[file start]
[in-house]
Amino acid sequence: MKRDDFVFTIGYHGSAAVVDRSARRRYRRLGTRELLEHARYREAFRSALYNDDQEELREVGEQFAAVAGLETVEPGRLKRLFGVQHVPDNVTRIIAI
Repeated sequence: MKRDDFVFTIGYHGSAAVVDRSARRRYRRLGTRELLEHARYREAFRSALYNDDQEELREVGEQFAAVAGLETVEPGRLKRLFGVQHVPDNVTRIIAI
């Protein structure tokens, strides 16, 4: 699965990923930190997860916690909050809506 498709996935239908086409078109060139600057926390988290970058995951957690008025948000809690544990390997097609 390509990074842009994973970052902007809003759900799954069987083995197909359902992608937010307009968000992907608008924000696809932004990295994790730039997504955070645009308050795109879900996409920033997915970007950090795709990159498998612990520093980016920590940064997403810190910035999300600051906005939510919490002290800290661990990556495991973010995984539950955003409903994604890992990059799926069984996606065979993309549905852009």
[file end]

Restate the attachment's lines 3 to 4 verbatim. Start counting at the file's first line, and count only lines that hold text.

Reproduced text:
Repeated sequence: MKRDDFVFTIGYHGSAAVVDRSARRRYRRLGTRELLEHARYREAFRSALYNDDQEELREVGEQFAAVAGLETVEPGRLKRLFGVQHVPDNVTRIIAI
């Protein structure tokens, strides 16, 4: 699965990923930190997860916690909050809506 498709996935239908086409078109060139600057926390988290970058995951957690008025948000809690544990390997097609 390509990074842009994973970052902007809003759900799954069987083995197909359902992608937010307009968000992907608008924000696809932004990295994790730039997504955070645009308050795109879900996409920033997915970007950090795709990159498998612990520093980016920590940064997403810190910035999300600051906005939510919490002290800290661990990556495991973010995984539950955003409903994604890992990059799926069984996606065979993309549905852009």